And so the rest of this post is for you, my friends – new scullers in Philly and elsewhere, and anyone else looking for ground at this time. For you, a short mix of stories, advice, sage wisdom 😉 and things I wish someone told me years ago…
It’s HARD! Whether you’re brand new to sculling or just new to training in an elite environment full-time, the transition, hands down, is a hard one. I’m not talking about the physical piece. We’re athletes. We embrace the physical piece. We thrive on the miles in the boat, and minutes on the erg and at the gym. I’m talking about the mental piece: when you learn that rowing a single isn’t the same as rowing an eight, or get beat on the water by someone you can crush on the erg; when you’re clumsy with handling a single, or successfully dock but then can’t figure out how to get the boat out of the water and into the rack (a classic!); or when you simply start to wrap your head around the breadth of your goals compared to the speed of your boat.
It’s hard! Which is something that nobody shares or cares to admit. I say that not to discourage or scare you but because it’s important to know the challenge involved in developing boat speed and finding some comfort and confidence as a new sculler or an aspiring elite. Frustration is prevalent in rowing. I’ve seen a lot of great athletes walk away from this sport because progress is slow and it’s hard to accept stepping backward from a fast collegiate career. So acknowledge the challenge, and use the awareness to power you through the times you’re worn-out, or feeling self-conscious or upset with your speed. Give yourself credit for getting into the mix. Re-gain perspective. And commit to getting a little bit better each day.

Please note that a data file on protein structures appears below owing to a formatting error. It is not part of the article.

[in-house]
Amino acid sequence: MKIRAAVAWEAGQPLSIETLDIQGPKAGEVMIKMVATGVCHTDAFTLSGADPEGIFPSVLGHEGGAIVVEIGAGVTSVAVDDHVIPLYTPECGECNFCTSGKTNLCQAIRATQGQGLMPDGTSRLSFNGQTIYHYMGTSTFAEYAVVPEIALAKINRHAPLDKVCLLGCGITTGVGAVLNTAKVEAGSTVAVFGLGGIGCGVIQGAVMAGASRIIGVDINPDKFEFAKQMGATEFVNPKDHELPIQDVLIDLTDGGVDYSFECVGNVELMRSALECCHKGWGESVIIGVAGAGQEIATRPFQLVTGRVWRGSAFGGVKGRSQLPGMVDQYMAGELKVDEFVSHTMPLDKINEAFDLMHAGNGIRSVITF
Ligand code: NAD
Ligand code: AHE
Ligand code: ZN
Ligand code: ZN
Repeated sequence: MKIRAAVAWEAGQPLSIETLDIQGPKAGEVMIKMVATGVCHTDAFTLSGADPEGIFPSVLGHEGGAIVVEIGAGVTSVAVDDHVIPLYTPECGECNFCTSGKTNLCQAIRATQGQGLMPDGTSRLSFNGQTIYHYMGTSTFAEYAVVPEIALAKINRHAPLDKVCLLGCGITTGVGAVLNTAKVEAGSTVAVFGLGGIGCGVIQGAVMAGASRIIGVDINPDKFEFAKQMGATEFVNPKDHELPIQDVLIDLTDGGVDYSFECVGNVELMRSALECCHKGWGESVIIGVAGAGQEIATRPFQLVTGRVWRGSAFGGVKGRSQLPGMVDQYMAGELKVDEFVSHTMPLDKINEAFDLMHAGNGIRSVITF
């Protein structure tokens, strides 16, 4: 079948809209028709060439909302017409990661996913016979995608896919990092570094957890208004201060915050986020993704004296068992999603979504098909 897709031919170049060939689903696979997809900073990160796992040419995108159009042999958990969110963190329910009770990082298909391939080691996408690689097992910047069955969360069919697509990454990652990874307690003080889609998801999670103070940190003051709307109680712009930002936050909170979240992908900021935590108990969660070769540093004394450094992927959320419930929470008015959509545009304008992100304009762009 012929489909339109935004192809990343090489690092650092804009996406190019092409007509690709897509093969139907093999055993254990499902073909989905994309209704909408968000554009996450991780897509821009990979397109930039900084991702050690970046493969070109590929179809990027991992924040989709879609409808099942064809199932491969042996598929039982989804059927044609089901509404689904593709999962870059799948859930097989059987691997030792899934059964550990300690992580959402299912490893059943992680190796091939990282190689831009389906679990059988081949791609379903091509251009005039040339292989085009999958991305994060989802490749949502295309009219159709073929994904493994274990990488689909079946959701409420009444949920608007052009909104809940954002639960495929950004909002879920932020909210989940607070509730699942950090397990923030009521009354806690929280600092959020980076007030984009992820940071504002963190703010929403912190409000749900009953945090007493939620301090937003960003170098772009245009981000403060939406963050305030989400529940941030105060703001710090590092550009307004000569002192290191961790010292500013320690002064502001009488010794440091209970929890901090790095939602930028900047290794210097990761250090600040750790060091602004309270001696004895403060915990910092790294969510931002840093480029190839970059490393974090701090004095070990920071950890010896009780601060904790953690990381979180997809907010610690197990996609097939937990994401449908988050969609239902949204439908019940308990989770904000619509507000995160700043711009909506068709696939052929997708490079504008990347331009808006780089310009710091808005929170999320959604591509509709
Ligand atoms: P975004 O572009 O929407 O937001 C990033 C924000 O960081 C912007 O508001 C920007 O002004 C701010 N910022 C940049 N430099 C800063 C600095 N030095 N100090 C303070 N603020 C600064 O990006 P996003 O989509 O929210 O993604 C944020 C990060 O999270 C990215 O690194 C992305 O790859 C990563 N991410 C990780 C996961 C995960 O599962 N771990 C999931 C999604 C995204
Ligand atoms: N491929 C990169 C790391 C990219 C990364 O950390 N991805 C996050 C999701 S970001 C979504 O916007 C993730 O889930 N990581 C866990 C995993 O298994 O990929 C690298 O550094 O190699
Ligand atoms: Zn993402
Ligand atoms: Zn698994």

Develop autonomy and become self-reliant. For me, this meant two things in particular: learning to handle a single and getting my own equipment. The equipment part is tricky. There’s money involved (yes, I’m stating the obvious) and, let’s face it, boats aren’t cheap. So, get what you can and add to your arsenal overtime. Tools, slings, oars, a rack for your car – anything that will save you from asking for favors and add to your independence. If you can buy a boat, do it. Having your own shell is essential when you’re in this sport for the long haul, and life-changing for the simple fact that you won’t have to readjust the rig before practice each day.